Hey, hey - it's two-fer-one!
I've admitted before to being a fan of The Monkees. After Davy Jones' passing, the three remaining ex-Monkees got together and did a concert tour. Now, I didn't go and see them, since I had a hard time justifying the expense. Good tickets were crazy-expensive, and frankly, reunion concerts more often than not leave something to be desired. I'm more interested in new work, than hearing old work endlessly trotted out.
To that end, Michael Nesmith has had an extensive solo career (also mentioned before), but releases from the other three have been few and far-between.
King for a Day is a collection of songs written by Carole King. Micky worked with her (and countless other legendary songwriters) during his Monkee years.
It's hard to argue with the song selection, and Micky does an admirable job singing them. But I wasn't really sold on the arrangements. They just seem a bit... placid. Or vanilla. There's not a lot of passion to it - or rather, not much that comes through the final recording. There are a few guest artists on the album - his sister Coco (who he's always harmonized with very well), Bill Medley (one of The Righteous Brothers) and Emily Osment (???). Most effective is Bill Medley's guest shot on Just Once In My Life, whom Micky plays off of very nicely. I'd say it's the best track on the album.
Micky has one of the best voices in pop music (doubt it? Listen to Pleasant Valley Sunday sometime), but this album really doesn't showcase his abilities well. It seemed on the surface that he'd lost some of his singing chops over the years (I felt that about the Monkees' reunion album in 1997 too). However, his next album would completely disprove that.
It took eleven people to Executive Produce King for a Day... so I'm wondering if it was a case of too many cooks in the kitchen? It isn't a bad album, but it's not something that I go out of my way to listen to. It gets a 6.5/10.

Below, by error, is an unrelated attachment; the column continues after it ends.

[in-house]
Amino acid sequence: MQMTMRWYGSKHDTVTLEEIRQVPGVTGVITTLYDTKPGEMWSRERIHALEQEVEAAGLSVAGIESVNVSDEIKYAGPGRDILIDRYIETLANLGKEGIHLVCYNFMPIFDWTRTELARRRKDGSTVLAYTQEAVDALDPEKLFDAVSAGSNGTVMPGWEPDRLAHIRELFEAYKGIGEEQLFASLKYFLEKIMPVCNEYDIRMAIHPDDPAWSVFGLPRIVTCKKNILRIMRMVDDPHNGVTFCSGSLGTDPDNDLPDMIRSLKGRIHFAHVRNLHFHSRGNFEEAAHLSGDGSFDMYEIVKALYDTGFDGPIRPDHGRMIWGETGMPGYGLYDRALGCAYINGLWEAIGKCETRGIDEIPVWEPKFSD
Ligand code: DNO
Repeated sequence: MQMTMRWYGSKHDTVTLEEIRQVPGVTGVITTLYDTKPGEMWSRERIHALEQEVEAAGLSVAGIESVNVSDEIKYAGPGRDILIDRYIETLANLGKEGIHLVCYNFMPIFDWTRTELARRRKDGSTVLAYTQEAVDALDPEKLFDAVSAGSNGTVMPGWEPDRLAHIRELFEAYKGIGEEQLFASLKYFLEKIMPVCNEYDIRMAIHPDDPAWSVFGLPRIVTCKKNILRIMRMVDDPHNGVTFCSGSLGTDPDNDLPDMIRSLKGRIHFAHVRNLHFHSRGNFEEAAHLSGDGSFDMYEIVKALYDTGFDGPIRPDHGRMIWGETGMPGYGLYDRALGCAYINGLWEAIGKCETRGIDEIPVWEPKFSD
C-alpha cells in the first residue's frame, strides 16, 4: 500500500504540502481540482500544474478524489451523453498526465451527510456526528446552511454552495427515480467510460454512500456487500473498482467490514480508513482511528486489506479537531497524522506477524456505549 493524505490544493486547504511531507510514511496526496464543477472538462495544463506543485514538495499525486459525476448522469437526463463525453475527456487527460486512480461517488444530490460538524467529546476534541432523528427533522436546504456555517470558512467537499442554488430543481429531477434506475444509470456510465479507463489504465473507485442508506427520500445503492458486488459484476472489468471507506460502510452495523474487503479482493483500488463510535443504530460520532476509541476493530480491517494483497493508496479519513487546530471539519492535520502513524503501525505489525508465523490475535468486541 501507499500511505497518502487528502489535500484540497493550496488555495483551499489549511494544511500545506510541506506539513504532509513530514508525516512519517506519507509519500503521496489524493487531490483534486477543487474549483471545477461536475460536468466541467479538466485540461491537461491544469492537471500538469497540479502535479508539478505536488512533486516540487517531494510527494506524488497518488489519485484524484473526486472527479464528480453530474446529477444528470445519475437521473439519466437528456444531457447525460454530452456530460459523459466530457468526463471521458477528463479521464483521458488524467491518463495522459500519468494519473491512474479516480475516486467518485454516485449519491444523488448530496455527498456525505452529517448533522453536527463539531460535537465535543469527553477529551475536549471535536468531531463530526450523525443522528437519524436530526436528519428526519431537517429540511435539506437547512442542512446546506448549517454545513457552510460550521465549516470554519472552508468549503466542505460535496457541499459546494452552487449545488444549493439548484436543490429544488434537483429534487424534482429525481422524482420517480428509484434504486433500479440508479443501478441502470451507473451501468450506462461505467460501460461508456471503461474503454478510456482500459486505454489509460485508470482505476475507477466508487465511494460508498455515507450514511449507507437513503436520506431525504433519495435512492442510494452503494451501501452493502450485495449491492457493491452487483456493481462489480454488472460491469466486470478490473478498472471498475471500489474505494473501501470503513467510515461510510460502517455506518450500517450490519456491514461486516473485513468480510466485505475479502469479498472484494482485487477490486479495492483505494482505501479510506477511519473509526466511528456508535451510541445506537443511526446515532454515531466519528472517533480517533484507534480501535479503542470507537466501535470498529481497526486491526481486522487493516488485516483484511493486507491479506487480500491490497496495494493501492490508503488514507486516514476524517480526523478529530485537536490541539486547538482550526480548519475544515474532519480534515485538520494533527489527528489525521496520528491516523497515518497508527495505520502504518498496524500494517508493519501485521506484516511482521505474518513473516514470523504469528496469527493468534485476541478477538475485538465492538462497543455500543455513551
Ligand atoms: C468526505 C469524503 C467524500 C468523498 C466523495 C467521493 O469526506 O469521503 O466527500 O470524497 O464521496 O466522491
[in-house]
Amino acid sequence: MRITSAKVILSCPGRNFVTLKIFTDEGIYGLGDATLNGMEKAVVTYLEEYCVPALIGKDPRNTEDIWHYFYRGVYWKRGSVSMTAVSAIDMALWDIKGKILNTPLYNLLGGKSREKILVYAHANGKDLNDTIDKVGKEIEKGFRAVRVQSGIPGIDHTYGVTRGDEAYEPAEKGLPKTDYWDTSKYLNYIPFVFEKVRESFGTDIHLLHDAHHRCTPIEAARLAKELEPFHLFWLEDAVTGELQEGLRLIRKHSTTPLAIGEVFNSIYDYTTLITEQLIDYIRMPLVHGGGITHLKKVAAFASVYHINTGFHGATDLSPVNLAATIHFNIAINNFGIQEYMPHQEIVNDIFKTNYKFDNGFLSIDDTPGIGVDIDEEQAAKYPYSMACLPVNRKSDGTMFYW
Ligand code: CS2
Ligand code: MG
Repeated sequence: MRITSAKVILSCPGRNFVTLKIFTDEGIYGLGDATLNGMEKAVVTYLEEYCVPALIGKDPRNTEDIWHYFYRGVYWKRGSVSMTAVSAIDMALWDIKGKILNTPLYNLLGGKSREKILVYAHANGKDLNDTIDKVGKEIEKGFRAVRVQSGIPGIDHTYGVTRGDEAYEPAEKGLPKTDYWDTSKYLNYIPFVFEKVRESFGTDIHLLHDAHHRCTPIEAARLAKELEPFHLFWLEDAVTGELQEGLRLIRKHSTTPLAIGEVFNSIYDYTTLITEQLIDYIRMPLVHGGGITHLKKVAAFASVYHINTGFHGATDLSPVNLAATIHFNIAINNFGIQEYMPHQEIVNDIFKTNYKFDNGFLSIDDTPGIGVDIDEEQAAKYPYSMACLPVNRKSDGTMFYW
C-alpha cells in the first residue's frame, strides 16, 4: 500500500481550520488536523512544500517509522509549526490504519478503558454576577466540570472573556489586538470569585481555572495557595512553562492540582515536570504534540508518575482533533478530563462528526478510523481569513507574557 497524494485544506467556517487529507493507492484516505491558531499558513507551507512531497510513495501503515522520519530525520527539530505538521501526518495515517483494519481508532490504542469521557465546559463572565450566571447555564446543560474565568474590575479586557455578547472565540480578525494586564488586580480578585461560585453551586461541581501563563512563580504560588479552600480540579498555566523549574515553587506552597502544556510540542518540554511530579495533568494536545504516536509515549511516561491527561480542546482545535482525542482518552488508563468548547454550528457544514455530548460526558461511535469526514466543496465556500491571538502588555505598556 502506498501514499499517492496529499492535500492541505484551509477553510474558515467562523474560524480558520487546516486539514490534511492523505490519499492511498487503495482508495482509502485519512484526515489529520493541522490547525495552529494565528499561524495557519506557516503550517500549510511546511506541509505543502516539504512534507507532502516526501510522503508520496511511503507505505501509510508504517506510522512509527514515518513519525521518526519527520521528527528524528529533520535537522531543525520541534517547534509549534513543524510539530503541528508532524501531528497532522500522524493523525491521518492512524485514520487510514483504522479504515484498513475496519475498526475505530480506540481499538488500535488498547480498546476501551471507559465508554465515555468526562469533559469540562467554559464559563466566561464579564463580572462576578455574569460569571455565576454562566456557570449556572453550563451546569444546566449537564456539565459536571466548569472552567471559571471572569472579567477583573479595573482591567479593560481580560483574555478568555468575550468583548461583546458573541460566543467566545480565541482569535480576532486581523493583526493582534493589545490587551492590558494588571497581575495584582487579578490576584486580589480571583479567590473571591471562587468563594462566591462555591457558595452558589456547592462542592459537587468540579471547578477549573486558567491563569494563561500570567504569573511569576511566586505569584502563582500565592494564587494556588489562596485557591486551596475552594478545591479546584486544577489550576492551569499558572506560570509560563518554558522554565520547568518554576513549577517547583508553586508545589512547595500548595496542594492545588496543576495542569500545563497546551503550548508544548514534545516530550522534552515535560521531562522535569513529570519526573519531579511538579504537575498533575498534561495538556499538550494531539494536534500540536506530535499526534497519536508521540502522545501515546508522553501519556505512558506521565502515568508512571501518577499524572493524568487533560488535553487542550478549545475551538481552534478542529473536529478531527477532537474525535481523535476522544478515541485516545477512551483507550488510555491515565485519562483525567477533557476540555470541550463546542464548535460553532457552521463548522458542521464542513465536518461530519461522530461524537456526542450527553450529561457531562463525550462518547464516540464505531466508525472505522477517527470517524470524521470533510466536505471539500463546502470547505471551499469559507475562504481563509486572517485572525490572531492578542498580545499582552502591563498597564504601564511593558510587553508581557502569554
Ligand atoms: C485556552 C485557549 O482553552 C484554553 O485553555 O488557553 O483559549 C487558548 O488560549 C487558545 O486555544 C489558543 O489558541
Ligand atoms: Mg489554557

Remember, on the other hand, is a bit of a revelation. Whereas King for a Day was the result of a record company (Gigatone) approaching Dolenz to do an album, Remember was the result of one guy - David Harris - asking Dolenz to just come hang out at his beachside studio and record whatever he wanted. From that a musical partnership formed, and from that came the concept of Remember.
The album is a musical scrapbook of Dolenz's career - covering songs that had significance to him at different times for different reasons. From Johnny B. Goode (his audition song for The Monkees' casting call), to the Beatles' Good Morning Good Morning (he was in the studio visiting them when they recorded it), Bread's Diary (offered to him as a solo single, but he turned it down) to the title track Remember (Dolenz was a good friend of Harry Nilsson, and was there when he wrote it), each song has a story associated with it, and it's clear that Dolenz pours his heart and soul into each one.
The production is excellent on this album, with arrangements that are tighter and more focused than King for a Day. This is likely because it's a collaboration between just Dolenz and Harris, and they were obviously on the same page throughout with what they wanted to accomplish.
Dolenz is in excellent voice throughout, and in fact is the only vocalist on the album at all, overdubbing himself up to fifteen times (!!) to become his own choir. (Prior to a recent stint on Broadway he took vocal lessons and it really shows here. At times his voice almost seems ageless.)
Probably the two most interesting tracks on the album are Dolenz's composition Quiet Desperation, which is a nicely done country-flavored ditty. Up until I heard this, I had no idea that genre had an influence on him (although given his association with Nesmith, it shouldn't come as a surprise - in fact, it'd be great to hear them team up for an album). The other is the usually saccharin-sweet Sugar, Sugar. This song was slated to be a Monkees song, but they refused. Don Kirshner eventually used it to kick off the even-more-made-for-TV-band The Archies. When Harris suggested this for the album, Dolenz didn't want to have any part of it, until he heard Harris' arrangement. Instead of the bubblegum pop usually associated with the song, Dolenz sings it slowed down and sultry. Listening to the lyrics, it's actually very reminiscent of a certain Def Leppard song, and Dolenz's version definitely wouldn't be considered suitable for Saturday morning cartoons.
There are four Monkees' songs on the album, but in very different arrangements from what has been heard before, including one of his own songs - Randy Scouse Git. It's great to hear familiar songs re-imagined, and really speaks to the quality of that music to be able to hold up to such diverse treatments. The album closes with Nilsson's Remember, which is a moving, powerful arrangement, and a perfect conclusion to this audio memoir.
Remember is a first-rate album, and really finds Micky finding his own voice (so to speak) away from being the Monkees' frontman. Hopefully this won't be the last such effort from him.
Remember gets a 9/10. Check it out.